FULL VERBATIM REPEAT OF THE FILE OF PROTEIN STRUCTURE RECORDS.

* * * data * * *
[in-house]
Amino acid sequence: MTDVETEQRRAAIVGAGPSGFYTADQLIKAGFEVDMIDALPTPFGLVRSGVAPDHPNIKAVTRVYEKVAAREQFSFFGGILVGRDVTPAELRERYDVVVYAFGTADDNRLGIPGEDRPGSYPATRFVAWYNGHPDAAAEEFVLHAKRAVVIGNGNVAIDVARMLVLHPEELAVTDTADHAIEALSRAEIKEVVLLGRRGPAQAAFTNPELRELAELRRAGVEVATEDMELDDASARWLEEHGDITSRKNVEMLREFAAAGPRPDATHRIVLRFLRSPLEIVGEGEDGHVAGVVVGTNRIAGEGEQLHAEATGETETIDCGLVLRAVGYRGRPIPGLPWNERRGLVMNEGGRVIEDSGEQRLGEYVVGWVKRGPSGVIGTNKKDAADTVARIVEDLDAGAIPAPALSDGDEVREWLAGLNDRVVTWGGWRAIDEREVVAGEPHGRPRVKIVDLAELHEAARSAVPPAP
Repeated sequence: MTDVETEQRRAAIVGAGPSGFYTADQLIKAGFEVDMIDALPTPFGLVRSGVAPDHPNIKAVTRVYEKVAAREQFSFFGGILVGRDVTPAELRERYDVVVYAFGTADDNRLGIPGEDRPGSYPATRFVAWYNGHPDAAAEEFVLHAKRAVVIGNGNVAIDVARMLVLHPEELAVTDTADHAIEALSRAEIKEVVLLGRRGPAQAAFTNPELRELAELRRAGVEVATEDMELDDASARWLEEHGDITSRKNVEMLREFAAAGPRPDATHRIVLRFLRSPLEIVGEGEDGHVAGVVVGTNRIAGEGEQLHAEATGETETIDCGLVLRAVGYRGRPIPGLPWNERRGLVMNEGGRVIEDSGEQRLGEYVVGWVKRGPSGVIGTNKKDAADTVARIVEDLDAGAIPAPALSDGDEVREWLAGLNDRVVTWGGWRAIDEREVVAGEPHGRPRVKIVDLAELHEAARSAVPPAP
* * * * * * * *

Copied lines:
[in-house]
Amino acid sequence: MTDVETEQRRAAIVGAGPSGFYTADQLIKAGFEVDMIDALPTPFGLVRSGVAPDHPNIKAVTRVYEKVAAREQFSFFGGILVGRDVTPAELRERYDVVVYAFGTADDNRLGIPGEDRPGSYPATRFVAWYNGHPDAAAEEFVLHAKRAVVIGNGNVAIDVARMLVLHPEELAVTDTADHAIEALSRAEIKEVVLLGRRGPAQAAFTNPELRELAELRRAGVEVATEDMELDDASARWLEEHGDITSRKNVEMLREFAAAGPRPDATHRIVLRFLRSPLEIVGEGEDGHVAGVVVGTNRIAGEGEQLHAEATGETETIDCGLVLRAVGYRGRPIPGLPWNERRGLVMNEGGRVIEDSGEQRLGEYVVGWVKRGPSGVIGTNKKDAADTVARIVEDLDAGAIPAPALSDGDEVREWLAGLNDRVVTWGGWRAIDEREVVAGEPHGRPRVKIVDLAELHEAARSAVPPAP
Repeated sequence: MTDVETEQRRAAIVGAGPSGFYTADQLIKAGFEVDMIDALPTPFGLVRSGVAPDHPNIKAVTRVYEKVAAREQFSFFGGILVGRDVTPAELRERYDVVVYAFGTADDNRLGIPGEDRPGSYPATRFVAWYNGHPDAAAEEFVLHAKRAVVIGNGNVAIDVARMLVLHPEELAVTDTADHAIEALSRAEIKEVVLLGRRGPAQAAFTNPELRELAELRRAGVEVATEDMELDDASARWLEEHGDITSRKNVEMLREFAAAGPRPDATHRIVLRFLRSPLEIVGEGEDGHVAGVVVGTNRIAGEGEQLHAEATGETETIDCGLVLRAVGYRGRPIPGLPWNERRGLVMNEGGRVIEDSGEQRLGEYVVGWVKRGPSGVIGTNKKDAADTVARIVEDLDAGAIPAPALSDGDEVREWLAGLNDRVVTWGGWRAIDEREVVAGEPHGRPRVKIVDLAELHEAARSAVPPAP